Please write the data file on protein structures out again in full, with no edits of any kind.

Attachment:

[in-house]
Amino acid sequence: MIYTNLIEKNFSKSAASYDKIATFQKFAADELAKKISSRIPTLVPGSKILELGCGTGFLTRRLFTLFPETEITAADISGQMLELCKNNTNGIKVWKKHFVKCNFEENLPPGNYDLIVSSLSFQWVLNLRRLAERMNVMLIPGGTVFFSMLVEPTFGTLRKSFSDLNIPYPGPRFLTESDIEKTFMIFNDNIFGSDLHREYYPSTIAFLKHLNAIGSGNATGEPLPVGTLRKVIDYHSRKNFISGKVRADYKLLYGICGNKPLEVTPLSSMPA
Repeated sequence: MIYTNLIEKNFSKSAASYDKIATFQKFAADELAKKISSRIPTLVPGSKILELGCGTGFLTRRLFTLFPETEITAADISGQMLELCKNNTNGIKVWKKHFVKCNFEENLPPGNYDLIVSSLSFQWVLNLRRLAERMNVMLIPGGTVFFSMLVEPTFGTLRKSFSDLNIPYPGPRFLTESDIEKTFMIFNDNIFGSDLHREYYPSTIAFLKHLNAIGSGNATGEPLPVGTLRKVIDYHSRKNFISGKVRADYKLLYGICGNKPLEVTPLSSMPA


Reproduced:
[in-house]
Amino acid sequence: MIYTNLIEKNFSKSAASYDKIATFQKFAADELAKKISSRIPTLVPGSKILELGCGTGFLTRRLFTLFPETEITAADISGQMLELCKNNTNGIKVWKKHFVKCNFEENLPPGNYDLIVSSLSFQWVLNLRRLAERMNVMLIPGGTVFFSMLVEPTFGTLRKSFSDLNIPYPGPRFLTESDIEKTFMIFNDNIFGSDLHREYYPSTIAFLKHLNAIGSGNATGEPLPVGTLRKVIDYHSRKNFISGKVRADYKLLYGICGNKPLEVTPLSSMPA
Repeated sequence: MIYTNLIEKNFSKSAASYDKIATFQKFAADELAKKISSRIPTLVPGSKILELGCGTGFLTRRLFTLFPETEITAADISGQMLELCKNNTNGIKVWKKHFVKCNFEENLPPGNYDLIVSSLSFQWVLNLRRLAERMNVMLIPGGTVFFSMLVEPTFGTLRKSFSDLNIPYPGPRFLTESDIEKTFMIFNDNIFGSDLHREYYPSTIAFLKHLNAIGSGNATGEPLPVGTLRKVIDYHSRKNFISGKVRADYKLLYGICGNKPLEVTPLSSMPA